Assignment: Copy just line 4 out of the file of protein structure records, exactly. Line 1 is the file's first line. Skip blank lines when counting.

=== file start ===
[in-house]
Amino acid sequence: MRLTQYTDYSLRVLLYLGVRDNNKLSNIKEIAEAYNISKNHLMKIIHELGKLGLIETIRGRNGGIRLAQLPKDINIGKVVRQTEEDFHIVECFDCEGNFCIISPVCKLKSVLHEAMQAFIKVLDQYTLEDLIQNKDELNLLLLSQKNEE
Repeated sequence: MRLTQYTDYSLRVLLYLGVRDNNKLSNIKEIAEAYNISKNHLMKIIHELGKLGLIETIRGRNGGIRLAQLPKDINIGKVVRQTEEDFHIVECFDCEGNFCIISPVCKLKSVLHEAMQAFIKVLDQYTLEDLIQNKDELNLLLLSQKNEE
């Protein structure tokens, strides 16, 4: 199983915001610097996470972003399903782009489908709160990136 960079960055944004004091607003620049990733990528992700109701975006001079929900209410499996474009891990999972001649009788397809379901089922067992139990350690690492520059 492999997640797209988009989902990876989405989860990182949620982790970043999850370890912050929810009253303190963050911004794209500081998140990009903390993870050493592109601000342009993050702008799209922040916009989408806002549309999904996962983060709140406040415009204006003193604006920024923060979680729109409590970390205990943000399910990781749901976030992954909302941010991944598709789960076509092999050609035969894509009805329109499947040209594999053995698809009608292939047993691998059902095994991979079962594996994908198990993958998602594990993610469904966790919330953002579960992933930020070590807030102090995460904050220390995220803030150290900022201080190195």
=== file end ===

């Protein structure tokens, strides 16, 4: 199983915001610097996470972003399903782009489908709160990136 960079960055944004004091607003620049990733990528992700109701975006001079929900209410499996474009891990999972001649009788397809379901089922067992139990350690690492520059 492999997640797209988009989902990876989405989860990182949620982790970043999850370890912050929810009253303190963050911004794209500081998140990009903390993870050493592109601000342009993050702008799209922040916009989408806002549309999904996962983060709140406040415009204006003193604006920024923060979680729109409590970390205990943000399910990781749901976030992954909302941010991944598709789960076509092999050609035969894509009805329109499947040209594999053995698809009608292939047993691998059902095994991979079962594996994908198990993958998602594990993610469904966790919330953002579960992933930020070590807030102090995460904050220390995220803030150290900022201080190195």